The Courier and Enquirer's close coverage of three U.S. Senate opponents of Andrew Jackson, namely Henry Clay, John C. Calhoun, and Daniel Webster, is credited with enlarging the reputation of these three men into key figures of the Second Party System or antebellum period of U.S. history, and eventually to their reputation as members of the Great Triumvirate.

A microfilm file of the New York Courier and Enquirer from its June 16, 1829 startup until its June 29, 1861 dissolution can be found on the shelves of the New York State Library under the title Morning Courier and New-York Enquirer.[3]

A similar file, marked "incomplete", can be found in the New York Public Library under the title Morning Courier and New York Enquirer.[4]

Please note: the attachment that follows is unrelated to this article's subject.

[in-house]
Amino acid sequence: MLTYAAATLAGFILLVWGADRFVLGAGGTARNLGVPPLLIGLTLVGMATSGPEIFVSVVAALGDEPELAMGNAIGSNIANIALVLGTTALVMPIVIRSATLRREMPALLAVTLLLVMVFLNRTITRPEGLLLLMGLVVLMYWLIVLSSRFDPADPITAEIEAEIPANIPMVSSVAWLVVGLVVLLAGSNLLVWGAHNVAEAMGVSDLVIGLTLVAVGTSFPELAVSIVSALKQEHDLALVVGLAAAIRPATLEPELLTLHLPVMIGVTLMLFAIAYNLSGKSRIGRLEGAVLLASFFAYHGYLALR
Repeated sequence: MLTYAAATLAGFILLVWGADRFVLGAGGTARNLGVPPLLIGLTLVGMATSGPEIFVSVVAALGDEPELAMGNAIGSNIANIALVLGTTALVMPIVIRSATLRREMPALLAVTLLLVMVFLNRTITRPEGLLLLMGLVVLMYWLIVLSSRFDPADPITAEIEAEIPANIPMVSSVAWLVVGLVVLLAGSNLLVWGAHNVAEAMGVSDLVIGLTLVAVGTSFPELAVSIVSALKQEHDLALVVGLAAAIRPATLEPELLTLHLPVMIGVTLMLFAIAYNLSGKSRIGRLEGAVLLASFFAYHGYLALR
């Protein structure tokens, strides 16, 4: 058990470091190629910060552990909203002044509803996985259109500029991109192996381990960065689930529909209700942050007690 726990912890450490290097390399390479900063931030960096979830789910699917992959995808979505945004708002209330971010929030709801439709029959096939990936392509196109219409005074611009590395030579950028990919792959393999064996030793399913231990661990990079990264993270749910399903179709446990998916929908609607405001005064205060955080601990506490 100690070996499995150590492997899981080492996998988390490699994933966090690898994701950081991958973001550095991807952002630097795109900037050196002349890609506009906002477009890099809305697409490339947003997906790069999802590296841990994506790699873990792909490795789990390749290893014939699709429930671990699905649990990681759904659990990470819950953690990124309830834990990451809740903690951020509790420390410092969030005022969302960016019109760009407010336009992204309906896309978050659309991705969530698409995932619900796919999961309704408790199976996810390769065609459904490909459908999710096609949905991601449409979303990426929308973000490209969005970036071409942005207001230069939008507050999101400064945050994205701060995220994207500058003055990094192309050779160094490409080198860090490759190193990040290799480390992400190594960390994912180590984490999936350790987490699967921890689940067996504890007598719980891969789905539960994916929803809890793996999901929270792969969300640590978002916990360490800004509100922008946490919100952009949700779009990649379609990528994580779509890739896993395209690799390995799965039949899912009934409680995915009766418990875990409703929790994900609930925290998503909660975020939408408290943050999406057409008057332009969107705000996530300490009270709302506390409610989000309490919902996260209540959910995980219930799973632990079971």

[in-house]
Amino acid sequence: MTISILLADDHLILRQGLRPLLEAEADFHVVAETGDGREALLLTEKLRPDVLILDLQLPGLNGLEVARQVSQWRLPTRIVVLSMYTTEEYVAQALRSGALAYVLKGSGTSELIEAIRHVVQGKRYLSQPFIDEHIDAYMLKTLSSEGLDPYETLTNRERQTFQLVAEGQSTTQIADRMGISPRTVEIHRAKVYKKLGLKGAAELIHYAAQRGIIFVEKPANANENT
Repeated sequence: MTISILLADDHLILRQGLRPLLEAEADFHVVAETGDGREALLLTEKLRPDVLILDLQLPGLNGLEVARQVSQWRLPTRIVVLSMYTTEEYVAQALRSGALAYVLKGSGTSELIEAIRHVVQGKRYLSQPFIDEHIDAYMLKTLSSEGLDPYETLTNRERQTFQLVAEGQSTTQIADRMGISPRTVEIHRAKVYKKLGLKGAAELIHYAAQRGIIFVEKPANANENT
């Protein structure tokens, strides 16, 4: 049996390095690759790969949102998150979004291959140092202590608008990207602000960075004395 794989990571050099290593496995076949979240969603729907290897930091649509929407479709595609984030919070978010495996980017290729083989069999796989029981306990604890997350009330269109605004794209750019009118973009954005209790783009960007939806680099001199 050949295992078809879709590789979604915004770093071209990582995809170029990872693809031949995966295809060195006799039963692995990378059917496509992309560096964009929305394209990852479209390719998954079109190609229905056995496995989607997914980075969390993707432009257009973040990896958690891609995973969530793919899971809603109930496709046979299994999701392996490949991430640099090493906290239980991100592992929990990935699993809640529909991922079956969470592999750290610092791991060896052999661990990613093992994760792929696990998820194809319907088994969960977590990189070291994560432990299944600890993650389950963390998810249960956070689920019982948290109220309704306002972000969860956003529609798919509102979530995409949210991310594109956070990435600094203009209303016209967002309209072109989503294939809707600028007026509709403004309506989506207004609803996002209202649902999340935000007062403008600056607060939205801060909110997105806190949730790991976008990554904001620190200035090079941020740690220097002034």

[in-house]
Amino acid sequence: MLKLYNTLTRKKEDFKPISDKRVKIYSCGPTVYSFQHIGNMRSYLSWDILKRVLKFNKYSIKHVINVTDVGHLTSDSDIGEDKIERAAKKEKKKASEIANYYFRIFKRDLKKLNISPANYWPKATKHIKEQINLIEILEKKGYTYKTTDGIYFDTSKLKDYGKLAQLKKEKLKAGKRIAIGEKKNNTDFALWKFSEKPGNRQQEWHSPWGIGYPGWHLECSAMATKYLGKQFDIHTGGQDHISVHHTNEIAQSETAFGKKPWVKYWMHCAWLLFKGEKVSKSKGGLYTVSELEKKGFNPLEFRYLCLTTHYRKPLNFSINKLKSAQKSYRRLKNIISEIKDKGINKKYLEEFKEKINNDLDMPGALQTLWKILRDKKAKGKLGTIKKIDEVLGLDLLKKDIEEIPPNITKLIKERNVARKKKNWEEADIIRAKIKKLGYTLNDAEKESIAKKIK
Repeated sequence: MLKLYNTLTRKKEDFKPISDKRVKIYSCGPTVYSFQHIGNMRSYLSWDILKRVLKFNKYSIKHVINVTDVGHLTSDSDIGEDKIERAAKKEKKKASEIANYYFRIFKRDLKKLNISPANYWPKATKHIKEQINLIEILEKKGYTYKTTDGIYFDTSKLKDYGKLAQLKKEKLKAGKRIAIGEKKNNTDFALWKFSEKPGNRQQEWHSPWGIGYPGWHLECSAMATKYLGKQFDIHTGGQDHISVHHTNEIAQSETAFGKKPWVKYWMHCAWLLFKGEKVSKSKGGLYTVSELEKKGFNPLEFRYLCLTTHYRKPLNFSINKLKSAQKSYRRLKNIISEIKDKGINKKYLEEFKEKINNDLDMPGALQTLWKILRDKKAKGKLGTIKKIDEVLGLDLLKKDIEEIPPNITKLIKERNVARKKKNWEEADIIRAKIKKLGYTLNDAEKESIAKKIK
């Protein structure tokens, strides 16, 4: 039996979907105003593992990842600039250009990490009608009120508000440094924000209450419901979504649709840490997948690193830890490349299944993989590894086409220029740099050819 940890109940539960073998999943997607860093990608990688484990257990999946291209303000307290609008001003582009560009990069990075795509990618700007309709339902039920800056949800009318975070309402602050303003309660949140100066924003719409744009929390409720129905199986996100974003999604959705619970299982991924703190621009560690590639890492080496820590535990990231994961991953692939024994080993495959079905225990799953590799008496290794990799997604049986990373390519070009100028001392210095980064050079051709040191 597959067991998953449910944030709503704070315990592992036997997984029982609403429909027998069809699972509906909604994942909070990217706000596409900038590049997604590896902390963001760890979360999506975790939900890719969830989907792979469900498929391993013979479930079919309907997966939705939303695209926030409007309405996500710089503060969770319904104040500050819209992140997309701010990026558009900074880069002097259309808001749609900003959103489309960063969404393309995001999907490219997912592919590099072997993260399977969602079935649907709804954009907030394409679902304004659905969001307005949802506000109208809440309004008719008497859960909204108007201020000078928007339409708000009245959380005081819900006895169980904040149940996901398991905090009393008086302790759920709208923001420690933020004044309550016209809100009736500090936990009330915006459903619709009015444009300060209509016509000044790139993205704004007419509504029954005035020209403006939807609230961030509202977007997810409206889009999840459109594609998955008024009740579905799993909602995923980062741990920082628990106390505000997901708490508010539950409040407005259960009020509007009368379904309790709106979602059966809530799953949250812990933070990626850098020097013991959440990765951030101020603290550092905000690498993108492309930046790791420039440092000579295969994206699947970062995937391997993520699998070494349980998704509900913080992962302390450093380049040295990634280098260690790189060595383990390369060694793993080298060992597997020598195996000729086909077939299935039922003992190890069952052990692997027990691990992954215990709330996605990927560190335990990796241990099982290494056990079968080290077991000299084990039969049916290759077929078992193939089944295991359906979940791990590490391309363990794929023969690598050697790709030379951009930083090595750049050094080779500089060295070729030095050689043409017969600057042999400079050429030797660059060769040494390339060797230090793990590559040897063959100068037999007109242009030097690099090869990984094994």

1. ^ a b c d Burrows, Edwin G., and Wallace, Mike (1999). Gotham: A History of New York City to 1898 (The History of New York City, vol. 1). New York City: Oxford University Press USA. 440–441, 556. ISBN 978-0-19-514049-1. 
  2. ^ a b c d e f "James Watson Webb (1802-1884)". Gilder Lehrman Institute of American History. Retrieved 2011-02-09. 
  3. ^ "New York County (NY) newspapers on microfilm at NYSL". New York State Library. Retrieved 2011-02-09. 
  4. ^ "New York Newspapers" (PDF). New York Public Library. Retrieved 2011-02-10.